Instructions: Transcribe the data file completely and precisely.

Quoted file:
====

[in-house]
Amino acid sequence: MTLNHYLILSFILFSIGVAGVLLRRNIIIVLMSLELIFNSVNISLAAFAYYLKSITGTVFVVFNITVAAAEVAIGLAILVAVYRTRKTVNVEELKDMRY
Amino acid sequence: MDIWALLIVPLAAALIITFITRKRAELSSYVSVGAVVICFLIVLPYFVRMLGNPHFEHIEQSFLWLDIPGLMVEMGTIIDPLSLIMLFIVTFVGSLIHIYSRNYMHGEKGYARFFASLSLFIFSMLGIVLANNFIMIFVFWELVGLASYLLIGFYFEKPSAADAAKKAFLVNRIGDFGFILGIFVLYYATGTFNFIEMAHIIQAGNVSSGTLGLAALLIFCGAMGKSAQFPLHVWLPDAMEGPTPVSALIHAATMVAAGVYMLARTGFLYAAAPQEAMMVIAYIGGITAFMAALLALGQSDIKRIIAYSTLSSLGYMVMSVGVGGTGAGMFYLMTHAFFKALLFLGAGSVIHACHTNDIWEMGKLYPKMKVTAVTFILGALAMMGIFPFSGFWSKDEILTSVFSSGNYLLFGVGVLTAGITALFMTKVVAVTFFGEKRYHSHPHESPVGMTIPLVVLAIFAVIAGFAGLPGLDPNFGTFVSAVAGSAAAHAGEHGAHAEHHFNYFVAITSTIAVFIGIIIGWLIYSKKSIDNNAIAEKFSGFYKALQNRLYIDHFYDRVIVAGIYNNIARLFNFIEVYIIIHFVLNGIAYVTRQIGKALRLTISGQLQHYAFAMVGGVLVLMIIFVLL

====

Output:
[in-house]
Amino acid sequence: MTLNHYLILSFILFSIGVAGVLLRRNIIIVLMSLELIFNSVNISLAAFAYYLKSITGTVFVVFNITVAAAEVAIGLAILVAVYRTRKTVNVEELKDMRY
Amino acid sequence: MDIWALLIVPLAAALIITFITRKRAELSSYVSVGAVVICFLIVLPYFVRMLGNPHFEHIEQSFLWLDIPGLMVEMGTIIDPLSLIMLFIVTFVGSLIHIYSRNYMHGEKGYARFFASLSLFIFSMLGIVLANNFIMIFVFWELVGLASYLLIGFYFEKPSAADAAKKAFLVNRIGDFGFILGIFVLYYATGTFNFIEMAHIIQAGNVSSGTLGLAALLIFCGAMGKSAQFPLHVWLPDAMEGPTPVSALIHAATMVAAGVYMLARTGFLYAAAPQEAMMVIAYIGGITAFMAALLALGQSDIKRIIAYSTLSSLGYMVMSVGVGGTGAGMFYLMTHAFFKALLFLGAGSVIHACHTNDIWEMGKLYPKMKVTAVTFILGALAMMGIFPFSGFWSKDEILTSVFSSGNYLLFGVGVLTAGITALFMTKVVAVTFFGEKRYHSHPHESPVGMTIPLVVLAIFAVIAGFAGLPGLDPNFGTFVSAVAGSAAAHAGEHGAHAEHHFNYFVAITSTIAVFIGIIIGWLIYSKKSIDNNAIAEKFSGFYKALQNRLYIDHFYDRVIVAGIYNNIARLFNFIEVYIIIHFVLNGIAYVTRQIGKALRLTISGQLQHYAFAMVGGVLVLMIIFVLL